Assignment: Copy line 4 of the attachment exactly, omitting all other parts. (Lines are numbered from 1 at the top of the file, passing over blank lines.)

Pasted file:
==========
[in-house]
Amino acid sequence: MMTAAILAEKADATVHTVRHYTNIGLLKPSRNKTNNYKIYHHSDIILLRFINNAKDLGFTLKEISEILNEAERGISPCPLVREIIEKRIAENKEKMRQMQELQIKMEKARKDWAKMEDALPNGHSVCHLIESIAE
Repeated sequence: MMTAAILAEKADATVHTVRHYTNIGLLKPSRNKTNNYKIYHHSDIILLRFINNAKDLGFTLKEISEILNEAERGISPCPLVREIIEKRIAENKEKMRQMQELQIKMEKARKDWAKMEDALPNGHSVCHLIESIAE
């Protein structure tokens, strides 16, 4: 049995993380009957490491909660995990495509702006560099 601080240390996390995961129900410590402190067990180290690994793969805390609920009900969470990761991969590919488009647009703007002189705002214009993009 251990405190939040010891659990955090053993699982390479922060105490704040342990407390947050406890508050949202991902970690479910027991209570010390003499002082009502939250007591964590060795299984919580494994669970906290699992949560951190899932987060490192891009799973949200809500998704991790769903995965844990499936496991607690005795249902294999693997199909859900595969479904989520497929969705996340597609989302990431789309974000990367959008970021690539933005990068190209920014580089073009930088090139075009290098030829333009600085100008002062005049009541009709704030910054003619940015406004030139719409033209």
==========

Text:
């Protein structure tokens, strides 16, 4: 049995993380009957490491909660995990495509702006560099 601080240390996390995961129900410590402190067990180290690994793969805390609920009900969470990761991969590919488009647009703007002189705002214009993009 251990405190939040010891659990955090053993699982390479922060105490704040342990407390947050406890508050949202991902970690479910027991209570010390003499002082009502939250007591964590060795299984919580494994669970906290699992949560951190899932987060490192891009799973949200809500998704991790769903995965844990499936496991607690005795249902294999693997199909859900595969479904989520497929969705996340597609989302990431789309974000990367959008970021690539933005990068190209920014580089073009930088090139075009290098030829333009600085100008002062005049009541009709704030910054003619940015406004030139719409033209």